A decision by the Home Office to postpone an increase in firearms certificate fees to allow further work on costs and the role of medical advice in the licensing process has been welcomed by the UK’s largest shooting organisation, the British Association for Shooting and Conservation (BASC).
Opposition to the Scottish Government’s plans to license all low-powered airguns will be demonstrated to the Scottish Parliament’s Public Petitions Committee when it is presented with a 21,000 signature petition on Tuesday 3rd September.
Police forces in the UK are being asked for formal assurances that they do not share confidential firearms licensing information with private or charitable organisations.
Following consultation with the UK's largest shooting organisation, the British Association for Shooting and Conservation (BASC) and an online vote by BASC members, a new form designed to simplify the firearms application process has been published by the Home Office. Under the current system, renewing coterminous certificates means completing four separate forms, with the same details repeated time and time again, an issue which has frustrated BASC members for many years. The new procedure, made available from December 1st 2013, will include only one form for grants and renewals. There will be a small separate form for anyone wanting to vary their firearm certificate Other benefits to be introduced include the removal of the requirement for a professionally-qualified countersignatory. This means applicants will no longer need to approach a person such as an MP or Doctor to sign their shotgun certificate but will be able to use a suitable person who has known them for over two years, and who is not a family member, Registered Firearms Dealer or police employee. Ammunition requirements have also been simplified; under the new system it will no longer be mandatory to declare how much ammunition can be bought, only how much can be possessed. Along with the new single form there will be an “equality information” page. This is not a compulsory form and need only be completed if the applicant wishes to. BASC’s senior firearms officer Mike Eveleigh said: “BASC has worked with the police and Home Office for over eight years in an attempt to simplify and refine the forms and while they are not perfect in our eyes, they are a great improvement over the previous forms. They are a genuine attempt to simplify the process and we would like to thank all the BASC members who voted and helped with the development.”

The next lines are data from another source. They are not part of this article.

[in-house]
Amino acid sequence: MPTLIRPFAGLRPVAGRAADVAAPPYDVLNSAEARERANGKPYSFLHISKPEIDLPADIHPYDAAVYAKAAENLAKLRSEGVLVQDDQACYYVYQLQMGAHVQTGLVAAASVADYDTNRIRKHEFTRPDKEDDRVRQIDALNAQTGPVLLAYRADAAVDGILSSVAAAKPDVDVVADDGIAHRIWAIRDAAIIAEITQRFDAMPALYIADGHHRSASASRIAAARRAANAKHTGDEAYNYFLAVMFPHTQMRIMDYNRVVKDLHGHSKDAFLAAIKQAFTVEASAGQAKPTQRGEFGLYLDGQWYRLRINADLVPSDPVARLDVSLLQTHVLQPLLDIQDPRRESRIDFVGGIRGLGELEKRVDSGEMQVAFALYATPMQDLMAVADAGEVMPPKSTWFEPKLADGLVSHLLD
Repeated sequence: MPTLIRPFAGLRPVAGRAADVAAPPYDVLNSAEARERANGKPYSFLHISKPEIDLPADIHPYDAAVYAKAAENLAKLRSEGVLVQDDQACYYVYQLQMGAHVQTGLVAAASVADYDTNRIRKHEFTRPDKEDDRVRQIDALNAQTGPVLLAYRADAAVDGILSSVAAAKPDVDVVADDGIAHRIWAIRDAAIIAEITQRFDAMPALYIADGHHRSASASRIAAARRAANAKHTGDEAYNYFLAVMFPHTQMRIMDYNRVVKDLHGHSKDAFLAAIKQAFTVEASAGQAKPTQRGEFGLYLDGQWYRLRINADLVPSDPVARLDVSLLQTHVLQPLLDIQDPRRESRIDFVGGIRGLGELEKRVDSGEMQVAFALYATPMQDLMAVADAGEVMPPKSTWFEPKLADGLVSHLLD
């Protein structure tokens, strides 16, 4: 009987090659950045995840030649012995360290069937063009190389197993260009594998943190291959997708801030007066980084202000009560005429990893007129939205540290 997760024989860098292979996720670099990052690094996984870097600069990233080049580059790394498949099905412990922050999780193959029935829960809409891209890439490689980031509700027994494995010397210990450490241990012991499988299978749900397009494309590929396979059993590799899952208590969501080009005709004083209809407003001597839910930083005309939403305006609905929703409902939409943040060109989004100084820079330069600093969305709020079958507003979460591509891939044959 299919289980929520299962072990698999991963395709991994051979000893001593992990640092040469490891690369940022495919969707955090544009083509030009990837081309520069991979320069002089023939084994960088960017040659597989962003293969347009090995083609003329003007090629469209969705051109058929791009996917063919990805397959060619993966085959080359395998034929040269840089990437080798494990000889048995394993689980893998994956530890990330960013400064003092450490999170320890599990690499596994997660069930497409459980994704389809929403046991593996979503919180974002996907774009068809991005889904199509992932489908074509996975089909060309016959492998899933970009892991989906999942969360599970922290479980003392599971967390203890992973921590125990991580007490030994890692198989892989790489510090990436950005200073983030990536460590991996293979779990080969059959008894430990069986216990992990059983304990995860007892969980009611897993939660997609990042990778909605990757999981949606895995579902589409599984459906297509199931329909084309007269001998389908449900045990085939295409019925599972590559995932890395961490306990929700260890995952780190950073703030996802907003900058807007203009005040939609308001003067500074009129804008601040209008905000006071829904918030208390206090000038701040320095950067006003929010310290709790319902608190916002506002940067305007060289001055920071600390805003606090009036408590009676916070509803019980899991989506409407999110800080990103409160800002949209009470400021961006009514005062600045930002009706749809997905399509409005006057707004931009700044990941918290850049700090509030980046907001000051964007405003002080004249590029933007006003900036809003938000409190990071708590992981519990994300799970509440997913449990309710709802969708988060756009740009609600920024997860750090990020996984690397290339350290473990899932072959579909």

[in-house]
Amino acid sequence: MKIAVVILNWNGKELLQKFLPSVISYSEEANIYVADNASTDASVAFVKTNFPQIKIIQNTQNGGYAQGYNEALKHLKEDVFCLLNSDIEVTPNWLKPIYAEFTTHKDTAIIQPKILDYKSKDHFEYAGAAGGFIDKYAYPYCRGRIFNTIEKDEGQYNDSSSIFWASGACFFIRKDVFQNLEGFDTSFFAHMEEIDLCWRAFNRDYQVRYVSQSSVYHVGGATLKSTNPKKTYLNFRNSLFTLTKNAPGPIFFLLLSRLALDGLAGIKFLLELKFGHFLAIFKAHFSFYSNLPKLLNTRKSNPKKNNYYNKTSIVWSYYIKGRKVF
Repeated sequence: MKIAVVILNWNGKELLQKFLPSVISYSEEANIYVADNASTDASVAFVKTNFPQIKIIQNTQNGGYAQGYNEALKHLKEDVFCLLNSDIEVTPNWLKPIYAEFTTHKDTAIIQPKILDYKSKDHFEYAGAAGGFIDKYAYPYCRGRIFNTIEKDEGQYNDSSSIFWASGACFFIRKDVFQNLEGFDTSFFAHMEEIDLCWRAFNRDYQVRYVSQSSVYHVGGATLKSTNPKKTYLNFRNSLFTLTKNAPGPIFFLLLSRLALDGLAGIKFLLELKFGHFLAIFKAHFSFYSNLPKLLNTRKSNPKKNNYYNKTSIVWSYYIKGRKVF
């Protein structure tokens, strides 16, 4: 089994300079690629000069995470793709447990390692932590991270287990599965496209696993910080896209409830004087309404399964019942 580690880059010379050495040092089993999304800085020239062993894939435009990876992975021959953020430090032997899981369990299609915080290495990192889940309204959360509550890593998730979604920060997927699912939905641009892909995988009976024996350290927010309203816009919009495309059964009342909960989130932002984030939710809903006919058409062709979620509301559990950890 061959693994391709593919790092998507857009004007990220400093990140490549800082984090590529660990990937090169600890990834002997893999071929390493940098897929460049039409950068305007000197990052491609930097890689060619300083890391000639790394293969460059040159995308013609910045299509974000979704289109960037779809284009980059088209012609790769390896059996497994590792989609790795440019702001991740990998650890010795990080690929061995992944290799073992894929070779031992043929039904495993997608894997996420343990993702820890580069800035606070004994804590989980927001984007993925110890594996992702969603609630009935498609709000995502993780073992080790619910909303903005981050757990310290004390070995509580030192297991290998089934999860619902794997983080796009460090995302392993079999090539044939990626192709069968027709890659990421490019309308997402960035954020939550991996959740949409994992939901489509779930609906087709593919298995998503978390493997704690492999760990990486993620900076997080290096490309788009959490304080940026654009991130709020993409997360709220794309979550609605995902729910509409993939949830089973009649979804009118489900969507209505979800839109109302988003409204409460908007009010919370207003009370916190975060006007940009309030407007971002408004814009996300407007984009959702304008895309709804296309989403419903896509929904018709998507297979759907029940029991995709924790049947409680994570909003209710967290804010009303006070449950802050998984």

A police bid for increased fees for firearms licensing must be fair and must be matched by improved efficiency and consistent service delivery, according to BASC.
87% of responses to a Scottish Government consultation on plans to license airguns have rejected the idea, according to an independent analysis published today.